The scourge of terrorism is back again, having never really left.
Over the weekend, London was the scene of another tragic event. Sadly, there are no easy answers, no easy ways to stop this evil.
The seeds of terrorism are planted in very young minds, and watered daily by older, more cowardly, more sinister minds.
Sadly, it is very, very difficult to stop this kind of growth.
Money, however, is now pretty much immune to these localised attacks. Stocks are expected to rise in Australia today, following a good session on Wall Street on Friday.
All three major US indices closed at record highs. Along with a rebound in the iron ore price, that should push Aussie stocks into the black today.
For all the kicking and screaming about the Aussie housing bubble and Aussie economy, the market is holding up. Take a look at the chart of the ASX 200 below:
After peaking at around 5,950 points at the start of May, stocks sold off, led by the banks. The index retreated to support at around 5,700 points, which represented a decline of just 3.4%.
That’s hardly anything to get carried away with, right?
Judging by the tone of the mainstream media’s reporting, you’d think we’re in the depths of a bear market. Last week, some fund manager got their five minutes of fame by selling all stocks and returning funds to investors. They cited China blowing up ‘later this year’ and the bursting of the Aussie housing bubble as reasons for their decision.
They may be right in this view. In which case they will look like geniuses. But no one knows what the future holds. Making predictions about our massively complex financial system is fraught with danger.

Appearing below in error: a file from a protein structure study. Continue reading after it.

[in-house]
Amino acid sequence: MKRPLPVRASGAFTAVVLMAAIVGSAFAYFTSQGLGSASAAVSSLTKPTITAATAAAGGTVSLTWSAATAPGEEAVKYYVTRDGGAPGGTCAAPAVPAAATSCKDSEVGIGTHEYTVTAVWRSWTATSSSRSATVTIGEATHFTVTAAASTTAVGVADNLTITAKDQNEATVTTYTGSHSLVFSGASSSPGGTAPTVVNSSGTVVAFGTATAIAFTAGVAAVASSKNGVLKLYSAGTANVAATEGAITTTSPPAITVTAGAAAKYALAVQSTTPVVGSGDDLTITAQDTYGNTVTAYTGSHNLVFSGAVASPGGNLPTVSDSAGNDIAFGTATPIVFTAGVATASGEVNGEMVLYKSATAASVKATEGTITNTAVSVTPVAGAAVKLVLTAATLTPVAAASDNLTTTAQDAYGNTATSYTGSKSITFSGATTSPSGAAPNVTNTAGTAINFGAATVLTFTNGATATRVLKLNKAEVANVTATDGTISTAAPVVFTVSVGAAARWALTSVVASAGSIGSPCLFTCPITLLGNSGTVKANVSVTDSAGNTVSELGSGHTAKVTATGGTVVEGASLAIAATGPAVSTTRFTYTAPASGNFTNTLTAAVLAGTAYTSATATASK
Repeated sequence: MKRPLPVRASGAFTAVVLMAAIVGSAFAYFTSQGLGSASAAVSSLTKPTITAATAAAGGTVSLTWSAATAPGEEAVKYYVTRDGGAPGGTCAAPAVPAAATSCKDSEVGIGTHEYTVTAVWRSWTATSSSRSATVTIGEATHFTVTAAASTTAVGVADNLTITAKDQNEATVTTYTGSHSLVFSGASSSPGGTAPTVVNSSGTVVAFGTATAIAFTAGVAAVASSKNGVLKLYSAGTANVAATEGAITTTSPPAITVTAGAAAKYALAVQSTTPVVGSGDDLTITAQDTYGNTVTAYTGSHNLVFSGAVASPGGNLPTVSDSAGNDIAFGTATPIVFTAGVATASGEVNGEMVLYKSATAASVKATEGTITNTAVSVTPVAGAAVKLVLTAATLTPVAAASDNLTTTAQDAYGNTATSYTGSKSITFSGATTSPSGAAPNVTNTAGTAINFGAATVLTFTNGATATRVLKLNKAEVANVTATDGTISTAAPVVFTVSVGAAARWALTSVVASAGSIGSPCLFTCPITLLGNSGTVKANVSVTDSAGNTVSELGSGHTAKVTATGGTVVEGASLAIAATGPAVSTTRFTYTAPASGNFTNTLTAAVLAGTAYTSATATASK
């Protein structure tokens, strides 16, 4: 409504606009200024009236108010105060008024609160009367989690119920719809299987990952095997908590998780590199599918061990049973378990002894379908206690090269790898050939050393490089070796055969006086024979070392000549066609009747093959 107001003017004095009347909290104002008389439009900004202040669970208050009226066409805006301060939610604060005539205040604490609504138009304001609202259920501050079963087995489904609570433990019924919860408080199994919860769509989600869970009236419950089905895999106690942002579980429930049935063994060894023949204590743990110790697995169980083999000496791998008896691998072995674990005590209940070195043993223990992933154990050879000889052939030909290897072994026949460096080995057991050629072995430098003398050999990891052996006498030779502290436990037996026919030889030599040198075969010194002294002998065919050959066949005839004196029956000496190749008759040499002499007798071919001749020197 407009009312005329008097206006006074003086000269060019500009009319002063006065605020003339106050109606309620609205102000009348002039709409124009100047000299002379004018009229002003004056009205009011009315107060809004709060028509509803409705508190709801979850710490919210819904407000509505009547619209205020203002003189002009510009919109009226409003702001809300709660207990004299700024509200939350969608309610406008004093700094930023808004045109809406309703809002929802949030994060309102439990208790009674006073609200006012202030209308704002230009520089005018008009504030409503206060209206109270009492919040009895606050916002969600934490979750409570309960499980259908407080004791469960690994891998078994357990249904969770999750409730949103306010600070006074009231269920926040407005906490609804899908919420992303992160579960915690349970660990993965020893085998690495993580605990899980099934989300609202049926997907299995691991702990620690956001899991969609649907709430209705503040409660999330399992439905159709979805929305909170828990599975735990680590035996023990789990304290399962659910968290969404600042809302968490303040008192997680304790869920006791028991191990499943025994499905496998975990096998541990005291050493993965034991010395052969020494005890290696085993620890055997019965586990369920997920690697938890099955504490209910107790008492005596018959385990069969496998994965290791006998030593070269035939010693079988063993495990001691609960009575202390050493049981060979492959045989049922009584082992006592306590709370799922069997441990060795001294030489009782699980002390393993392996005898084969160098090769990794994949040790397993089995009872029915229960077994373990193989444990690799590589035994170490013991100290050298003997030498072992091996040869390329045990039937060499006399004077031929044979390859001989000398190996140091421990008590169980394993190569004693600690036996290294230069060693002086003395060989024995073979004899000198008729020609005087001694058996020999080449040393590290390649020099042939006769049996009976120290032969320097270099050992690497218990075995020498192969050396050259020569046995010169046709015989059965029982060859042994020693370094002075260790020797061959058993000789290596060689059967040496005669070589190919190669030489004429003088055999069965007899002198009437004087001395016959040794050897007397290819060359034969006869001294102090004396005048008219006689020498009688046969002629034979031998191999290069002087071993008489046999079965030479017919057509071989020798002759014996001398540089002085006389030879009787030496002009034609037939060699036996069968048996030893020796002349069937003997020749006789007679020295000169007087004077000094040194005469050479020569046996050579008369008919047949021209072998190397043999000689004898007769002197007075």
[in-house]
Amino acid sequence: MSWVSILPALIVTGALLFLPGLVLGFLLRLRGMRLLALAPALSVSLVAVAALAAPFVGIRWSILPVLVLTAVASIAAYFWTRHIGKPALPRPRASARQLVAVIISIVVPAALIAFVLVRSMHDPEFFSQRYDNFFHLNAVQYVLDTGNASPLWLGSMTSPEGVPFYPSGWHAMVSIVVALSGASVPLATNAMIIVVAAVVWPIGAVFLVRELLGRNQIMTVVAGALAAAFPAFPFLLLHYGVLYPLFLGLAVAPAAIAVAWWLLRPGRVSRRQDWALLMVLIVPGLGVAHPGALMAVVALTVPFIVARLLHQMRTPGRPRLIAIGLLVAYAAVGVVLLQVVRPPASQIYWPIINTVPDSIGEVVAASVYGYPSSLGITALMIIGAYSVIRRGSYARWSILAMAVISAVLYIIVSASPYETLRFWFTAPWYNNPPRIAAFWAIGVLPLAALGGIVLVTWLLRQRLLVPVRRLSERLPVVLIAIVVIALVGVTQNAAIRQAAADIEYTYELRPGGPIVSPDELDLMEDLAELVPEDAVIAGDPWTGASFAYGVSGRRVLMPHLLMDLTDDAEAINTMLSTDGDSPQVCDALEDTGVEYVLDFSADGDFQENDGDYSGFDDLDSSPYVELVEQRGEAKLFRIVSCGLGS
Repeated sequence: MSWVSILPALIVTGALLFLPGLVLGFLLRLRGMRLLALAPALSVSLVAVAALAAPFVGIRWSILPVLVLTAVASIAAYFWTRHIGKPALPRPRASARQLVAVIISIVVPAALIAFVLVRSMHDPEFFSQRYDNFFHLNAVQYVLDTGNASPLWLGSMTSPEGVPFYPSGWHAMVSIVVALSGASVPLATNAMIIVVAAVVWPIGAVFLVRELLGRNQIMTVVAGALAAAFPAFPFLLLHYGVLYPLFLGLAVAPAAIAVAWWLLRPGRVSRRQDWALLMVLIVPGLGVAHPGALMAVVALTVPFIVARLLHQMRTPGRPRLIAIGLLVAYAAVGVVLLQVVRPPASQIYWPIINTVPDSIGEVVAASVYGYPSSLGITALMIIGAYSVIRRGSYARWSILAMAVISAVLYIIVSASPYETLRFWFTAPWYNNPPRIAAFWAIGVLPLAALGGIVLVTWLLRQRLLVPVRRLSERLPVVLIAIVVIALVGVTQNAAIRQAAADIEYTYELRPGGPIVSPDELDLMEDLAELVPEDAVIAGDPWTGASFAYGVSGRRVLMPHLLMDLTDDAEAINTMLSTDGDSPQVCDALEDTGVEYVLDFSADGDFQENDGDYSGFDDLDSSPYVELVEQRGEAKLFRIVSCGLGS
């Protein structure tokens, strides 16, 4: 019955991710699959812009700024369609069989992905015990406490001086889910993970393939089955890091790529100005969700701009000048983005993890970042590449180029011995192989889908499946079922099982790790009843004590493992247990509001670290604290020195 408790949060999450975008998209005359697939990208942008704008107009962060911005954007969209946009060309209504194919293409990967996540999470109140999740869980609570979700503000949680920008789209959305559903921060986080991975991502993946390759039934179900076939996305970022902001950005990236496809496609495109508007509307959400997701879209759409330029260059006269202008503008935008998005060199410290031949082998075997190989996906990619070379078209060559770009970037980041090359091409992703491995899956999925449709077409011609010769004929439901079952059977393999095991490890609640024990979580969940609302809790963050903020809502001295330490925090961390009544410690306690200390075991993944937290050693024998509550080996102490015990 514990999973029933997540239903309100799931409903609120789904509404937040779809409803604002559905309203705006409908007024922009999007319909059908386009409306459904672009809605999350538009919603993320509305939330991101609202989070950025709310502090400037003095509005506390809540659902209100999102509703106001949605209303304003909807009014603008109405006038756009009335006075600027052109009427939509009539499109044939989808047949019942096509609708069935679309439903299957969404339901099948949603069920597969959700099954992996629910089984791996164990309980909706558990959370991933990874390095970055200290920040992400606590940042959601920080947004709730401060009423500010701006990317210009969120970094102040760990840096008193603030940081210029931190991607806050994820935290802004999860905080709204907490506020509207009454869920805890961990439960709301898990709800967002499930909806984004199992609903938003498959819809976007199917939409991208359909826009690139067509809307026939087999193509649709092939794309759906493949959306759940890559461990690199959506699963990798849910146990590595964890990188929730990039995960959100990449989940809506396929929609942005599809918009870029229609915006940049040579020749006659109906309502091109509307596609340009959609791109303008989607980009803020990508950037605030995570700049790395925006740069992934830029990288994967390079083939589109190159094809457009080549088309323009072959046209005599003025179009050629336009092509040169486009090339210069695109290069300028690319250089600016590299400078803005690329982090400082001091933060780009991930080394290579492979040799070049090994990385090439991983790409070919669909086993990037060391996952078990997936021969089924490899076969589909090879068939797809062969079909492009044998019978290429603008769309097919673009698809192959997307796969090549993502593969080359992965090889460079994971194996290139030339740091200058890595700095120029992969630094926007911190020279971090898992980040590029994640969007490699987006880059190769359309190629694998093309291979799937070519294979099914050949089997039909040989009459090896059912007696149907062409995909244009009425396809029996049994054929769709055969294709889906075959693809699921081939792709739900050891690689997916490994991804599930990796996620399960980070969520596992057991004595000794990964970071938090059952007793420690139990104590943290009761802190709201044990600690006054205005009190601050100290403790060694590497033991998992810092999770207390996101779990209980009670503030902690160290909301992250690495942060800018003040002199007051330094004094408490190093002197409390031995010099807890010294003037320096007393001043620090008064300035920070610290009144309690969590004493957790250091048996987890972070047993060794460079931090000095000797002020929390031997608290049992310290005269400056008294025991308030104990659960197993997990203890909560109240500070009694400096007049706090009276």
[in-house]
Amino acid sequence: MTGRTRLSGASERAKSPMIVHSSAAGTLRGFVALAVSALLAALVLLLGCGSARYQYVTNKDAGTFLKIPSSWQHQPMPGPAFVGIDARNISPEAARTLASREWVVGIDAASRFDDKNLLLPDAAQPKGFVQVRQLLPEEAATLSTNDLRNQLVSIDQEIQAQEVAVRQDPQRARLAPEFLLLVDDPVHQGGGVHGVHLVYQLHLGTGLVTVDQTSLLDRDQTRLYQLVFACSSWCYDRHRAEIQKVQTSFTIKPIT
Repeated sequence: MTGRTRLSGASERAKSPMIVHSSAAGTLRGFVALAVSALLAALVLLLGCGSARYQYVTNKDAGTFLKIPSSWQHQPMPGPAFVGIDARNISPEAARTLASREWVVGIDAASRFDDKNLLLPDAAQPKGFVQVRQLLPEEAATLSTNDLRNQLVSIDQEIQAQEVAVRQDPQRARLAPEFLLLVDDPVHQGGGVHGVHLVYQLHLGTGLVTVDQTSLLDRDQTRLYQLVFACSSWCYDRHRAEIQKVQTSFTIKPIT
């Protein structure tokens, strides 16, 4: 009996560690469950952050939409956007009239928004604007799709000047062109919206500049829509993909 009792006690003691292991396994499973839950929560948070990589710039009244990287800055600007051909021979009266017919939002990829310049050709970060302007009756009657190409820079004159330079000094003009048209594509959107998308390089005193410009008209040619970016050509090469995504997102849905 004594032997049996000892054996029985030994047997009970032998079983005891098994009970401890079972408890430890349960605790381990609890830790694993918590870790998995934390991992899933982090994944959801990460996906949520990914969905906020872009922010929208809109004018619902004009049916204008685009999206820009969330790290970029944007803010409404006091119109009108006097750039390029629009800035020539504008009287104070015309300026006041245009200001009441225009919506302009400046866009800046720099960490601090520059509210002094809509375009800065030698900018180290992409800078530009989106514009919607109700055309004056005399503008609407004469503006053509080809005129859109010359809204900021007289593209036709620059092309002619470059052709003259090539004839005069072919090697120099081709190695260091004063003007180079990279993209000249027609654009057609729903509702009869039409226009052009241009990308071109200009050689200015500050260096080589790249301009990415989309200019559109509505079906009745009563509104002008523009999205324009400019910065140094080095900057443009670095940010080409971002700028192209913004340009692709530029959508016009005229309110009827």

No one has the analytical skills or brainpower to correctly guess when China will blow up or when our housing bubble will burst.
As I often say, knowing that you don’t know is one of the keys to successful investing. Having such an attitude keeps your emotions at bay. Emotions are the enemy of investors.
However, I would make one exception to this rule…
Last week, you heard from my mates at Cycles, Trends and Forecasts. Phil Anderson heads up the publication.
I’ve become friends with Phil over the past few years. His work on the real estate cycle, and how it combines with financial markets, is some of the most original work I have come across.
Because of this, his predications are spot on. Back in 2014, when Phil first joined Port Phillip Publishing, everyone was fretting about a housing bust (including me). Phil confidently proclaimed that housing in Australia was going to boom.
Not because he had a vested interest in this outcome, but because that’s what his cycle research told him was going to happen.
And it’s played out that way. Which is why Cycles, Trends and Forecasts now has an army of loyal followers.
I’m one of them.
One of the things I learnt from Phil is what makes a global credit crunch so potent. That is, a global property bubble simply must precede a nasty credit bust.
That’s because, during a property bubble, banks expand credit for the purchase of property. After a while, the credit expansion gets out of hand and the value of the land on the banks’ balance sheet exceeds its true underlying value.